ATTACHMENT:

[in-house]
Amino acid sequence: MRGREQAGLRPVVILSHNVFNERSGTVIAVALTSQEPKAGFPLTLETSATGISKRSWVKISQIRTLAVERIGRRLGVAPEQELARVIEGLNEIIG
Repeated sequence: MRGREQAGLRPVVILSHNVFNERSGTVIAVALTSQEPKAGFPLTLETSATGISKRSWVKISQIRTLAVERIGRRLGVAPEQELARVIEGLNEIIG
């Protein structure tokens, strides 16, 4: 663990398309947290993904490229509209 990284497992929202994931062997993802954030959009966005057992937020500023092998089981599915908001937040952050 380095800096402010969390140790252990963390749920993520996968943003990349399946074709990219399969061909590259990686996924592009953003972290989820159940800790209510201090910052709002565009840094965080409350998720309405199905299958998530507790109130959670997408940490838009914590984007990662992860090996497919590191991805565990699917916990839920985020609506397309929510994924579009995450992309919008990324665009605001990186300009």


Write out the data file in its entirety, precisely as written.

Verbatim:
[in-house]
Amino acid sequence: MRGREQAGLRPVVILSHNVFNERSGTVIAVALTSQEPKAGFPLTLETSATGISKRSWVKISQIRTLAVERIGRRLGVAPEQELARVIEGLNEIIG
Repeated sequence: MRGREQAGLRPVVILSHNVFNERSGTVIAVALTSQEPKAGFPLTLETSATGISKRSWVKISQIRTLAVERIGRRLGVAPEQELARVIEGLNEIIG
């Protein structure tokens, strides 16, 4: 663990398309947290993904490229509209 990284497992929202994931062997993802954030959009966005057992937020500023092998089981599915908001937040952050 380095800096402010969390140790252990963390749920993520996968943003990349399946074709990219399969061909590259990686996924592009953003972290989820159940800790209510201090910052709002565009840094965080409350998720309405199905299958998530507790109130959670997408940490838009914590984007990662992860090996497919590191991805565990699917916990839920985020609506397309929510994924579009995450992309919008990324665009605001990186300009």